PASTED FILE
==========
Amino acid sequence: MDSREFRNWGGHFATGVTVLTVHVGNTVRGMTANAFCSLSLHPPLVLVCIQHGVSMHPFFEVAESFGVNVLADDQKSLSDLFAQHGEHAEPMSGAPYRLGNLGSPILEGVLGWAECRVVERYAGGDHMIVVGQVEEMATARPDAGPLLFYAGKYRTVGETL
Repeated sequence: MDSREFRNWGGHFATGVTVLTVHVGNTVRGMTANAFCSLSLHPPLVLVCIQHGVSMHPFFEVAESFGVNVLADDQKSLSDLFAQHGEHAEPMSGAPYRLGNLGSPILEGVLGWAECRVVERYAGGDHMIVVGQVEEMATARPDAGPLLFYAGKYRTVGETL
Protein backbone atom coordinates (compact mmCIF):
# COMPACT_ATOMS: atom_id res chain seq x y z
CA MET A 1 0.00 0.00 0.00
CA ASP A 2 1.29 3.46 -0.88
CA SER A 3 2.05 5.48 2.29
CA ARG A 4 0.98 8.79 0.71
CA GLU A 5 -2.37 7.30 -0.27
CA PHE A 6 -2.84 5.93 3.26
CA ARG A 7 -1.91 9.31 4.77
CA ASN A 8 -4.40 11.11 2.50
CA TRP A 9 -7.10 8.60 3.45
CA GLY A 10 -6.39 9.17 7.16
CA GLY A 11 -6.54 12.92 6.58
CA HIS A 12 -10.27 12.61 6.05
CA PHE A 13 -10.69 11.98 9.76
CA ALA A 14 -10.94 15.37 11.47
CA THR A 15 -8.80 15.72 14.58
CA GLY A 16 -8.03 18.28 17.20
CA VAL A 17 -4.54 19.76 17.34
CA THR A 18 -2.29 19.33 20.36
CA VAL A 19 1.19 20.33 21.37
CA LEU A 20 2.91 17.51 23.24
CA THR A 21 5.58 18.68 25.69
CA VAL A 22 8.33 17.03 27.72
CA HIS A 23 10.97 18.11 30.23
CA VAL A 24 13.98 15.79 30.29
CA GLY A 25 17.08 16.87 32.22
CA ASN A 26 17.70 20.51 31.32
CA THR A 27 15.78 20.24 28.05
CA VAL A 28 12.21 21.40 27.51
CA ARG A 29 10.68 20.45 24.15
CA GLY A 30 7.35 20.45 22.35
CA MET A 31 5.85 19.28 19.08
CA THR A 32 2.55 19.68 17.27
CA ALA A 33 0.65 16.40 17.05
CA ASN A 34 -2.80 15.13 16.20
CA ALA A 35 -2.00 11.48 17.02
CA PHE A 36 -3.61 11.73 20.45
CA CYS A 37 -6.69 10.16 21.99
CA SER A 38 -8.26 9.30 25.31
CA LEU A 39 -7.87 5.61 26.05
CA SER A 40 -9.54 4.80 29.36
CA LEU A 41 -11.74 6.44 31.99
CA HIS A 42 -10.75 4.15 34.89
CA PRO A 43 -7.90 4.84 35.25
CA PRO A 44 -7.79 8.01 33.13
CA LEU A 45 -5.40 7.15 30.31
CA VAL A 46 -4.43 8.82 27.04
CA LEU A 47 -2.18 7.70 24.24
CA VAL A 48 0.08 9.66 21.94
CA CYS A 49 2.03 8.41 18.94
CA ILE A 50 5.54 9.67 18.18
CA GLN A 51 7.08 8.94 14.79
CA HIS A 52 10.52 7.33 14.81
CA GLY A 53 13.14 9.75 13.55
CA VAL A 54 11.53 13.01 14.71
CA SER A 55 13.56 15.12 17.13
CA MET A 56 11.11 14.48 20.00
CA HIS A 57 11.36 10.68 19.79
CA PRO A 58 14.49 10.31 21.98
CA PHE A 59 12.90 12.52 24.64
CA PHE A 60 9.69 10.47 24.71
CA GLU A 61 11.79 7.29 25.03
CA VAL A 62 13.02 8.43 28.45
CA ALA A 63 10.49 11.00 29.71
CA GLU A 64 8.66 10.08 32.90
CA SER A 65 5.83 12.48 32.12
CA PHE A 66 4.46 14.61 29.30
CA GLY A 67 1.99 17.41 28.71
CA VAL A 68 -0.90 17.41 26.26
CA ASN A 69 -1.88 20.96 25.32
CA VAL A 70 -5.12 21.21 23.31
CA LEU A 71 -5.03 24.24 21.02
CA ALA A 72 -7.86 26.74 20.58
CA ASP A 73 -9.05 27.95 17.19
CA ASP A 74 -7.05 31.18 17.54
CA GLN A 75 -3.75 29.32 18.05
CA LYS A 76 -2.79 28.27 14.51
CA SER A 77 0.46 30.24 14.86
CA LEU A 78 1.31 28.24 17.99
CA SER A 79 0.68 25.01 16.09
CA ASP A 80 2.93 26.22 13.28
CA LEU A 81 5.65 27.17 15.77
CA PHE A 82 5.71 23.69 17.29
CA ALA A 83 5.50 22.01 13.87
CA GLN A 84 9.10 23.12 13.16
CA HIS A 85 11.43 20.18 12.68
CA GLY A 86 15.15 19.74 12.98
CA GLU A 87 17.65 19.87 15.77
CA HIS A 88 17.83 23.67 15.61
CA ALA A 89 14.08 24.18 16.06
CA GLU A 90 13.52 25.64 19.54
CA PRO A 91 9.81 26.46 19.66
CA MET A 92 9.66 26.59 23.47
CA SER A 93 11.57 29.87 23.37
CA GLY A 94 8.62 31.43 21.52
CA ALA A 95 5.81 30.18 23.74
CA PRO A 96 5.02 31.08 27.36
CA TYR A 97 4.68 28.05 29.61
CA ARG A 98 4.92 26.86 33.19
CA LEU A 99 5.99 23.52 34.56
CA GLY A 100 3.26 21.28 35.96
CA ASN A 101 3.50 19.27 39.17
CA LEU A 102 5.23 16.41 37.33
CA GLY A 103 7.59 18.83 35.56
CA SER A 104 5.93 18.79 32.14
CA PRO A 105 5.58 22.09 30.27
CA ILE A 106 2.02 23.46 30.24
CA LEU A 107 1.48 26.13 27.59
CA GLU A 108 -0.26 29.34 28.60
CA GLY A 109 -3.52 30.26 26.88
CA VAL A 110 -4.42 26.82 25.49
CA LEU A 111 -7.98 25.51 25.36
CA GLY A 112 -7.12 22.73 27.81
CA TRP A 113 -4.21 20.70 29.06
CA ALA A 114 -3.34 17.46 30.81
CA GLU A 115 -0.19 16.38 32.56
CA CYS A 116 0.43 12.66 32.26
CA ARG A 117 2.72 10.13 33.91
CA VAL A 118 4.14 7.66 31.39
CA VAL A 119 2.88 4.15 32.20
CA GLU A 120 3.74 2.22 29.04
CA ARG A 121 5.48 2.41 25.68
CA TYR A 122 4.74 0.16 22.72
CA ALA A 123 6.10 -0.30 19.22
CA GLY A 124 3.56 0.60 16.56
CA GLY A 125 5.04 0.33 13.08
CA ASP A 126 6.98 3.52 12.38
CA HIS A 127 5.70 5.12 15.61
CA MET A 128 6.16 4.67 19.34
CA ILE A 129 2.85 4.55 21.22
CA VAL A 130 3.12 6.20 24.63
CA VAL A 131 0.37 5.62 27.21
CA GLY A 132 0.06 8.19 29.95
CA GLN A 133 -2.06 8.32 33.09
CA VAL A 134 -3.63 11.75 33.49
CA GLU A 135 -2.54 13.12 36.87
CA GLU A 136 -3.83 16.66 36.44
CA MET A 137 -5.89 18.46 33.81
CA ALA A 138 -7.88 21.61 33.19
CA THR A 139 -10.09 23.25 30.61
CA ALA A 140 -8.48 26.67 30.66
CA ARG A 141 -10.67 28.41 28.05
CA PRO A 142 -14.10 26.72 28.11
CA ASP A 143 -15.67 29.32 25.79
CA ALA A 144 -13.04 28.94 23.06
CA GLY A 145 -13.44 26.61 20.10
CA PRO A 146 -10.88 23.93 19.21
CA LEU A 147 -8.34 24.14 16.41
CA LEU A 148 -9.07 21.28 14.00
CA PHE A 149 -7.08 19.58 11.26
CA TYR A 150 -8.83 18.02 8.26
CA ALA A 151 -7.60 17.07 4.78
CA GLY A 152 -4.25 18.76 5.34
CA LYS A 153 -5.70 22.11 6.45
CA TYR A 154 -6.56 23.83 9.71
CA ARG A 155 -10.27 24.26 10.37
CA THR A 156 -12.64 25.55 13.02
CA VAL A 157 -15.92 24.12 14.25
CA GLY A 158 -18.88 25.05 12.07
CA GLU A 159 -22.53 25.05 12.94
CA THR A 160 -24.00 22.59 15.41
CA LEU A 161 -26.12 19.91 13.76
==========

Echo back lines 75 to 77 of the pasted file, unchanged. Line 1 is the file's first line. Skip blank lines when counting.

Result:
CA LEU A 71 -5.03 24.24 21.02
CA ALA A 72 -7.86 26.74 20.58
CA ASP A 73 -9.05 27.95 17.19